Baby’s been kicking since before she was even born, but it’s probably not clear yet whether those early kicks were a sign that she was born to run, or just that she felt ready to take on the outside world. Baby may be a whirl of untapped energy, but toddlers her age generally aren’t ready to take on sports in any kind of organized way.
For one thing, toddlers aren’t generally known for being team players, but for another, Baby is also still developing the basic, early skills that she will need in pretty much any sport that could catch her interest as she grows.
Running is one of those skills that makes at least an appearance in most sports, whether it’s constant, like in soccer or track, or something that’s just needed in short bursts, between hours of waiting in line, and watching to see if the ball will come your way, like in baseball. Running involves a lot of balancing, and balance can take some time for a fast-growing tot who’s still developing control over her own body to master. Running usually starts to emerge sometime in the second half of the second year, but there’s no hard-and-fast timeline for when it will begin.
Even once toddlers and young children start to run, it won’t look exactly like how adults look when they run. Young children just don’t get much height when they’re running, and this can lead to a jerky, odd-looking gait, but it’s nothing to worry about, it’s just the way young bodies are better adapted to move.
Baby will never be able to dunk a basketball unless she learns to jump, right? Other athletic activities that involve jumping include long jump, pole vaulting, gymnastics of various kinds, and jumping for joy when your team wins. In order for Baby to get the chance for each of these unmissable childhood activities, she first has to develop the ability to jump with both feet off the ground at once, which usually doesn’t happen until she is somewhere between 2 and 3 years old.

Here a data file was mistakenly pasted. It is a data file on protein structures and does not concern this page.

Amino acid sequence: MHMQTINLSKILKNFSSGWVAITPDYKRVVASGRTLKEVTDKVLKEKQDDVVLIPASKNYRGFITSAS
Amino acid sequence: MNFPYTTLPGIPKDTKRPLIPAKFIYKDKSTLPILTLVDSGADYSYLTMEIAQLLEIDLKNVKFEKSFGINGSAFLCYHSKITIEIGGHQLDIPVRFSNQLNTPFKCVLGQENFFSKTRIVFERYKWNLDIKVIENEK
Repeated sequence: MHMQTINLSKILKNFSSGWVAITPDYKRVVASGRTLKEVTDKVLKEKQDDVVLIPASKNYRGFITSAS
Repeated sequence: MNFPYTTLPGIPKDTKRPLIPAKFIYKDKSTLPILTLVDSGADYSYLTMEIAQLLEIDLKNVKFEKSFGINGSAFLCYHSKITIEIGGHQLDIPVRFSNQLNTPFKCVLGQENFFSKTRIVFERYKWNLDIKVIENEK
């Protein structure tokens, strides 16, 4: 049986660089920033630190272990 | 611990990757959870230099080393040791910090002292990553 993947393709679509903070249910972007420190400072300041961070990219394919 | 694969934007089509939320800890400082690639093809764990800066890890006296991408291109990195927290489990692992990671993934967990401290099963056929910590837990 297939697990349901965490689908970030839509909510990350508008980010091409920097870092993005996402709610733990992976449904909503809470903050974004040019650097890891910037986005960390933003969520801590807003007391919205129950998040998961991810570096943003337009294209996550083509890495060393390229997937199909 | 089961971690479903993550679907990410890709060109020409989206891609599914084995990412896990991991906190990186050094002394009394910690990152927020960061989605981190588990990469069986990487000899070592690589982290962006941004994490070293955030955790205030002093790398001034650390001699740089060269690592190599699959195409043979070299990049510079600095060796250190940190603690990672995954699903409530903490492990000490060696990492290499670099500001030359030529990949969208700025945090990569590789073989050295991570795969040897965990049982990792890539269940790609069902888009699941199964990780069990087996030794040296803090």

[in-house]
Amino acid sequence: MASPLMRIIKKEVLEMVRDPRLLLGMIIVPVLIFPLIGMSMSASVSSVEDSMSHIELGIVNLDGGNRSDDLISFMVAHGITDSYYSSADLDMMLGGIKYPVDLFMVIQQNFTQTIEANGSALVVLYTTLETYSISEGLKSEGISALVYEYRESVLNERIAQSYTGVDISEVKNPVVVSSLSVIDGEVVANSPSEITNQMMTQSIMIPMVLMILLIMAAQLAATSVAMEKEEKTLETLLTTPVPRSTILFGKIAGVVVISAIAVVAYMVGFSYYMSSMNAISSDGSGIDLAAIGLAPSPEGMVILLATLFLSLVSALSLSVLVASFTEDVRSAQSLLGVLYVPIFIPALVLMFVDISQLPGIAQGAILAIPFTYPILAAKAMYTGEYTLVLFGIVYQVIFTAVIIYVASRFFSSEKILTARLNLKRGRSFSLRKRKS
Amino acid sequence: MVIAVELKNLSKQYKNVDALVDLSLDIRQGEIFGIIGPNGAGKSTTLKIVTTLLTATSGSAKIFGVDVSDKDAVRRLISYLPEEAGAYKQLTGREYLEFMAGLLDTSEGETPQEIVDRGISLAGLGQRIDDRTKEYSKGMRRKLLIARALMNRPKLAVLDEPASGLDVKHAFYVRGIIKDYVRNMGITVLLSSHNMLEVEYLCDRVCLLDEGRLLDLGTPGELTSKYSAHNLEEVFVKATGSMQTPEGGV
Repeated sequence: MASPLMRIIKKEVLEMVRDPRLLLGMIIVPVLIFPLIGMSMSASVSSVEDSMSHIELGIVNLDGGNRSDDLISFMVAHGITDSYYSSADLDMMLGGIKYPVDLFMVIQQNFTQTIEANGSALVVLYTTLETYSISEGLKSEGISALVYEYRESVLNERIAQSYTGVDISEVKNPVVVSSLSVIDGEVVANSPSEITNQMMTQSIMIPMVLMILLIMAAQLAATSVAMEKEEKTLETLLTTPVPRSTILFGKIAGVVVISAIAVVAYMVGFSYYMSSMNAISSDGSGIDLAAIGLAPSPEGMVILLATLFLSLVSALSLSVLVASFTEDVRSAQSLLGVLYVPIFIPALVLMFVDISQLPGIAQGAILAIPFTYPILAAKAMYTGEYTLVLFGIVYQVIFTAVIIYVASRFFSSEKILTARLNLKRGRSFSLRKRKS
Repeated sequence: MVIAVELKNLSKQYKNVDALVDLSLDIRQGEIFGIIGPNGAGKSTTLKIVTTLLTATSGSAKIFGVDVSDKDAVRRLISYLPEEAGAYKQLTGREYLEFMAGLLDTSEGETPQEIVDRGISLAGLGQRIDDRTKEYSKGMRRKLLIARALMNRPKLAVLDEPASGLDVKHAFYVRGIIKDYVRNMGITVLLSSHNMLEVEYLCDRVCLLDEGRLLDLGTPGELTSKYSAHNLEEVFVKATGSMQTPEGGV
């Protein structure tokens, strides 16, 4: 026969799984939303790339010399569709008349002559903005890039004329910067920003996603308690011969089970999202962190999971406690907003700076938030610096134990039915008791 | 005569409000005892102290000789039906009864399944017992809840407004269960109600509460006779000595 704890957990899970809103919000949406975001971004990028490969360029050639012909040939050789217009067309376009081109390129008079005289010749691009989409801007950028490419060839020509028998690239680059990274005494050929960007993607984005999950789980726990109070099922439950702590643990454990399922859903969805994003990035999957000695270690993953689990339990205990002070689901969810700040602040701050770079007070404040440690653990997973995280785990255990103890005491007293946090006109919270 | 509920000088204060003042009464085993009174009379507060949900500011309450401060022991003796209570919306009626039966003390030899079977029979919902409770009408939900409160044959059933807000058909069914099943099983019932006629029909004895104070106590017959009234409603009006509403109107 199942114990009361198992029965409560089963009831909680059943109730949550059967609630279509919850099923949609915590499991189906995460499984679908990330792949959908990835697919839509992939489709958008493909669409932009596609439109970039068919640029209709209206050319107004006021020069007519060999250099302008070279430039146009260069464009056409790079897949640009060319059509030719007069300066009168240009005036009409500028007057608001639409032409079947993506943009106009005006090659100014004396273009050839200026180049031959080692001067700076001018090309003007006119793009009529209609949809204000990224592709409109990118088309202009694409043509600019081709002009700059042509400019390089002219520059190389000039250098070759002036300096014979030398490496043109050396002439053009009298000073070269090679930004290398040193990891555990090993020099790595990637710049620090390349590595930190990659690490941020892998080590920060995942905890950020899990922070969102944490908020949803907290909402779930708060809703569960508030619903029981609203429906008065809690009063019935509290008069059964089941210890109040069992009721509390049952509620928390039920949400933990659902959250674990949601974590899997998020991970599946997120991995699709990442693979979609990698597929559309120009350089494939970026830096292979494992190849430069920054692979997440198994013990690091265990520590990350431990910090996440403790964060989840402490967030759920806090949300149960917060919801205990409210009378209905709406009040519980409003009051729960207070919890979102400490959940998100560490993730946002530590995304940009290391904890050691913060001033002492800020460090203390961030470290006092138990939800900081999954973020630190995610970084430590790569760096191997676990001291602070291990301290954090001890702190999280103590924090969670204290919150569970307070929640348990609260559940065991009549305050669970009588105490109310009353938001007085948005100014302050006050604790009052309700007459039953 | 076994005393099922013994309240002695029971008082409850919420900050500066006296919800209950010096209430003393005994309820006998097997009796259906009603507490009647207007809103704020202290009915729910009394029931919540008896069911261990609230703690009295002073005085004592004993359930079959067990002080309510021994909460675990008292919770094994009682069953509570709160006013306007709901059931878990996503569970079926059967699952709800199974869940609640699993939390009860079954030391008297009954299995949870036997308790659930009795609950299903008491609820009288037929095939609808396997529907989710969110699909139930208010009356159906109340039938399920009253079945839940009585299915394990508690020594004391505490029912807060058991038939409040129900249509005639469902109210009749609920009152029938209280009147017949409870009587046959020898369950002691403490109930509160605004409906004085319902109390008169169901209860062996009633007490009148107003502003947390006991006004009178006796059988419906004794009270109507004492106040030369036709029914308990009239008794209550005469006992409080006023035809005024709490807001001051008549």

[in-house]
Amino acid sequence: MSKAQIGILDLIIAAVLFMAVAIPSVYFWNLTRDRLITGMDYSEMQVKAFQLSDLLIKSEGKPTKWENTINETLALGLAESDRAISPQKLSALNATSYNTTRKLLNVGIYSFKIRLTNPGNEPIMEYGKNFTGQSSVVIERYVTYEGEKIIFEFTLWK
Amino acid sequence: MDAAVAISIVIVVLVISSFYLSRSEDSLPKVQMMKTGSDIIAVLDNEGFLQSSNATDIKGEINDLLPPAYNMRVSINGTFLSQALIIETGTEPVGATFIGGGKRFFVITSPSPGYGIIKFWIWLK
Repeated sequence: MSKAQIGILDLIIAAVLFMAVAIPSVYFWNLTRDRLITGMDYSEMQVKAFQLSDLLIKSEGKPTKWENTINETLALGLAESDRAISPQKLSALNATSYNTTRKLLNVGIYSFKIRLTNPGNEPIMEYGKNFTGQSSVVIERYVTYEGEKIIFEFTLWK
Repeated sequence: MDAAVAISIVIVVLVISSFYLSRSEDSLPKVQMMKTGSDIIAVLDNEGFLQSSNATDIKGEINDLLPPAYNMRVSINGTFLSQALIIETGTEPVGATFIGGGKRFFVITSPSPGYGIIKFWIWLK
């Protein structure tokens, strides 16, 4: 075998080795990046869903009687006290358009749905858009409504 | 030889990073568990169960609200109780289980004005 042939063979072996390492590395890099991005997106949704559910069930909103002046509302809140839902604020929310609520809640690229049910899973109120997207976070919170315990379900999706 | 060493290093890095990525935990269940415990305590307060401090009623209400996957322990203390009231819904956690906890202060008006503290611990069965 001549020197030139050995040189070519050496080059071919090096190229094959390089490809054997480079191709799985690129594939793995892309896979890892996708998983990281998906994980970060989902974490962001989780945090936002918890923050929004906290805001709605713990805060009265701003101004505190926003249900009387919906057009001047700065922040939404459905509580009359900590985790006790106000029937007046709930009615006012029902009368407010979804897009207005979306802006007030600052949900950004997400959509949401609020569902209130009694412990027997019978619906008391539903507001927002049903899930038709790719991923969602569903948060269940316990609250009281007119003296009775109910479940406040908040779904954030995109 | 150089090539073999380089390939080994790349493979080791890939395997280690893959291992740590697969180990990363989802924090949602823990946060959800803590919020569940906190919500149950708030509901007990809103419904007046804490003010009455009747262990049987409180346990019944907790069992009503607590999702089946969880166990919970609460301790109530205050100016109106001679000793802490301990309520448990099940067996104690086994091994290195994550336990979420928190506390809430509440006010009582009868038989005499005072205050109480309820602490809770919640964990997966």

Throwing and kicking a ball
Sports that don’t involve throwing, kicking, or otherwise flinging around a ball are pretty few and far between, so the fact that toddlers learn how to throw and kick things pretty early can be encouraging, from a sporting point of view (and more of a mixed blessing from a state-of-your-kitchen-after-mealtime one). Most toddlers have picked up the basics of throwing and kicking a ball by around a year old, but it can take some time to refine the skill. By the time they’re two and a half, or so, many toddlers are well on their way to being able to throw a ball pretty much where they want it to go, instead of throwing it and then looking around in surprise to see where it lands.
Whether your toddler is envisioning a future as the next person to scale Mount Everest, or she is seriously considering being a goat when she grows up, her body will probably have had to stay on the ground while her mind scaled new heights until some time between 12 and 24 months.
No matter what Baby’s eventual sporting ambitions might or might not end up looking like, the best way to encourage them right now is just to have fun doing physically active activities with her, and giving her plenty of time to explore the new ways of moving that her body is developing as she grows.
- Mary L. Gavin. “Movement, Coordination, and Your 1-to-2-Year Old.” Kids Health. The Nemours Foundation, September 2014. Retrieved May 26 2017. http://kidshealth.org/en/parents/move12yr.html#.
- Laura Sanders. “Why kids look funny when they run.” Science News. Society for Science & the Public, October 11 2015. Retrieved May 26 2017. https://www.sciencenews.org/blog/growth-curve/why-kids-look-funny-when-they-run.
- Andrea Stanley. “When Do Toddlers Start Running?” Parents. meredith women’s network. Retrieved May 27 2017. http://www.parents.com/toddlers-preschoolers/development/growth/when-do-toddlers-run/.
- “Milestones: Children 0-4 Years.” Child and Youth Health. Government of South Australia, March 15 2016. Retrieved May 26 2017. http://www.cyh.com/HealthTopics/HealthTopicDetails.aspx?p=114&np=122&id=1906.
- “Toddlers (1-2 years of age): Developmental milestones.” Centers for Disease Control and Prevention. U.S. Department of Health and Human Services, February 1 2017. Retrieved May 26 2017. https://www.cdc.gov/ncbddd/childdevelopment/positiveparenting/toddlers.html.